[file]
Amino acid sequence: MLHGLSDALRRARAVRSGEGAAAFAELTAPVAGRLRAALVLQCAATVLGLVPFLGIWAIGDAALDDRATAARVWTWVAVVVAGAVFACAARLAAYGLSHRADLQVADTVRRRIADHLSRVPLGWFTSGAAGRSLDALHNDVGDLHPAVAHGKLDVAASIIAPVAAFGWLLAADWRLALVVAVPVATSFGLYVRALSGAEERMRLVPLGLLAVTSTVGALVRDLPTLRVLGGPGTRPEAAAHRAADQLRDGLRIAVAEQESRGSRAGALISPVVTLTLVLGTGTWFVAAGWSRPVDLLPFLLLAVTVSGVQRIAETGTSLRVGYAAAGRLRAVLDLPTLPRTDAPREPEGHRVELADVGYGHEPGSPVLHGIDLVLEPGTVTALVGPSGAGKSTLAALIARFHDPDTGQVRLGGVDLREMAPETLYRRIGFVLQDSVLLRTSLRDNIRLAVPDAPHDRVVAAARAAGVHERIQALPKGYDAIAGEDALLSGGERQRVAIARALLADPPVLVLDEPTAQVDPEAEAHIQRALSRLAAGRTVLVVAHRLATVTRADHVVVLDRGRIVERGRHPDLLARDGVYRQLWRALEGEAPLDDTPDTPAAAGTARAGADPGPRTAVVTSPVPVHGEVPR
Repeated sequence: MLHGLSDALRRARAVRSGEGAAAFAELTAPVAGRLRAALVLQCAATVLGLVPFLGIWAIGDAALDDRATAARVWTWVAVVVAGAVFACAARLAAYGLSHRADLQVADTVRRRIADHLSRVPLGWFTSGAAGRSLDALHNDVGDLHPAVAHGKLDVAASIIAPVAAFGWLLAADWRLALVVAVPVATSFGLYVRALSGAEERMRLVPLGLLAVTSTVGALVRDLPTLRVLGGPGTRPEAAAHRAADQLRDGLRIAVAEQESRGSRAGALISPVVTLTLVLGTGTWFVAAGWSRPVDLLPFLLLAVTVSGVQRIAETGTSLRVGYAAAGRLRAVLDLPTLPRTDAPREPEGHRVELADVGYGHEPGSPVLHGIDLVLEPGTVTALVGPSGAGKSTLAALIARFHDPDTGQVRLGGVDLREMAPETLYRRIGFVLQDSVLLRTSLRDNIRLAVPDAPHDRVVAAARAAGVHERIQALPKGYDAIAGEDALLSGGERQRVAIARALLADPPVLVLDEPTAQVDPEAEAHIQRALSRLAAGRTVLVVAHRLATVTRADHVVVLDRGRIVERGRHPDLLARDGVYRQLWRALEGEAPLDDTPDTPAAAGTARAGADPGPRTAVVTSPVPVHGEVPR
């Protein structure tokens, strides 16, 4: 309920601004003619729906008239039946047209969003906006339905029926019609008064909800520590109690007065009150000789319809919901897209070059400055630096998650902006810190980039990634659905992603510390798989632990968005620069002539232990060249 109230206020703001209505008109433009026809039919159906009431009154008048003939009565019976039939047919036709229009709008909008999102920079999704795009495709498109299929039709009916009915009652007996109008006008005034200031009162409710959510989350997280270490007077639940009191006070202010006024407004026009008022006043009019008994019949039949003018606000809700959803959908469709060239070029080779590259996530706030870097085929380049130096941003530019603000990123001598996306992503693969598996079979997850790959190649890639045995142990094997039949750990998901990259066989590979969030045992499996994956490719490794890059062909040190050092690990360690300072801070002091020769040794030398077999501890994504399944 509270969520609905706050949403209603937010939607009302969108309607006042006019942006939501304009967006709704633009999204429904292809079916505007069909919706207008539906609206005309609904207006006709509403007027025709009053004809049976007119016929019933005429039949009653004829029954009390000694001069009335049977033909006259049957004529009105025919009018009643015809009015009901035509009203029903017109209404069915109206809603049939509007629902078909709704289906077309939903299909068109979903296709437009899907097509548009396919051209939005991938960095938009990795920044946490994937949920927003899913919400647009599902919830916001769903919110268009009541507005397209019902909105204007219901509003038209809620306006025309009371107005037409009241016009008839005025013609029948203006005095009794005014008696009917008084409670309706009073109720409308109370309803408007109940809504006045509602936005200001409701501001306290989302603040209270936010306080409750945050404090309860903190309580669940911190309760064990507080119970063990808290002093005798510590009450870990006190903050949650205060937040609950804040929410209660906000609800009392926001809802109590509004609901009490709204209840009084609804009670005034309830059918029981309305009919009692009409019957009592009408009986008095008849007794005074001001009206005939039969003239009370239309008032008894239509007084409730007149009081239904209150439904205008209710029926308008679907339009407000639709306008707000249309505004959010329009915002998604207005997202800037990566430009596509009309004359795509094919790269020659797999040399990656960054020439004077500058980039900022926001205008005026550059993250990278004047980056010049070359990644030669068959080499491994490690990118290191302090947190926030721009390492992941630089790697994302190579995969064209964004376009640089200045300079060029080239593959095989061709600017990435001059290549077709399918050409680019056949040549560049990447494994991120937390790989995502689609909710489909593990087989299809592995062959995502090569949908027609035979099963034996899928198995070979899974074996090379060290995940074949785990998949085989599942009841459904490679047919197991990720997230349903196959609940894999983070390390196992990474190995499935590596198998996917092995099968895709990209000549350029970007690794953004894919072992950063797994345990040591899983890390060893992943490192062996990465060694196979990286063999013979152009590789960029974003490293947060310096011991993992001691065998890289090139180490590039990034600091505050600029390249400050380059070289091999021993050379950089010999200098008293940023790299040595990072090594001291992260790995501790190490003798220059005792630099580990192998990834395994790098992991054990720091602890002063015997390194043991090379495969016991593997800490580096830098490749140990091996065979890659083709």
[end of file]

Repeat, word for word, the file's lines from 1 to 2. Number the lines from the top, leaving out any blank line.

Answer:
Amino acid sequence: MLHGLSDALRRARAVRSGEGAAAFAELTAPVAGRLRAALVLQCAATVLGLVPFLGIWAIGDAALDDRATAARVWTWVAVVVAGAVFACAARLAAYGLSHRADLQVADTVRRRIADHLSRVPLGWFTSGAAGRSLDALHNDVGDLHPAVAHGKLDVAASIIAPVAAFGWLLAADWRLALVVAVPVATSFGLYVRALSGAEERMRLVPLGLLAVTSTVGALVRDLPTLRVLGGPGTRPEAAAHRAADQLRDGLRIAVAEQESRGSRAGALISPVVTLTLVLGTGTWFVAAGWSRPVDLLPFLLLAVTVSGVQRIAETGTSLRVGYAAAGRLRAVLDLPTLPRTDAPREPEGHRVELADVGYGHEPGSPVLHGIDLVLEPGTVTALVGPSGAGKSTLAALIARFHDPDTGQVRLGGVDLREMAPETLYRRIGFVLQDSVLLRTSLRDNIRLAVPDAPHDRVVAAARAAGVHERIQALPKGYDAIAGEDALLSGGERQRVAIARALLADPPVLVLDEPTAQVDPEAEAHIQRALSRLAAGRTVLVVAHRLATVTRADHVVVLDRGRIVERGRHPDLLARDGVYRQLWRALEGEAPLDDTPDTPAAAGTARAGADPGPRTAVVTSPVPVHGEVPR
Repeated sequence: MLHGLSDALRRARAVRSGEGAAAFAELTAPVAGRLRAALVLQCAATVLGLVPFLGIWAIGDAALDDRATAARVWTWVAVVVAGAVFACAARLAAYGLSHRADLQVADTVRRRIADHLSRVPLGWFTSGAAGRSLDALHNDVGDLHPAVAHGKLDVAASIIAPVAAFGWLLAADWRLALVVAVPVATSFGLYVRALSGAEERMRLVPLGLLAVTSTVGALVRDLPTLRVLGGPGTRPEAAAHRAADQLRDGLRIAVAEQESRGSRAGALISPVVTLTLVLGTGTWFVAAGWSRPVDLLPFLLLAVTVSGVQRIAETGTSLRVGYAAAGRLRAVLDLPTLPRTDAPREPEGHRVELADVGYGHEPGSPVLHGIDLVLEPGTVTALVGPSGAGKSTLAALIARFHDPDTGQVRLGGVDLREMAPETLYRRIGFVLQDSVLLRTSLRDNIRLAVPDAPHDRVVAAARAAGVHERIQALPKGYDAIAGEDALLSGGERQRVAIARALLADPPVLVLDEPTAQVDPEAEAHIQRALSRLAAGRTVLVVAHRLATVTRADHVVVLDRGRIVERGRHPDLLARDGVYRQLWRALEGEAPLDDTPDTPAAAGTARAGADPGPRTAVVTSPVPVHGEVPR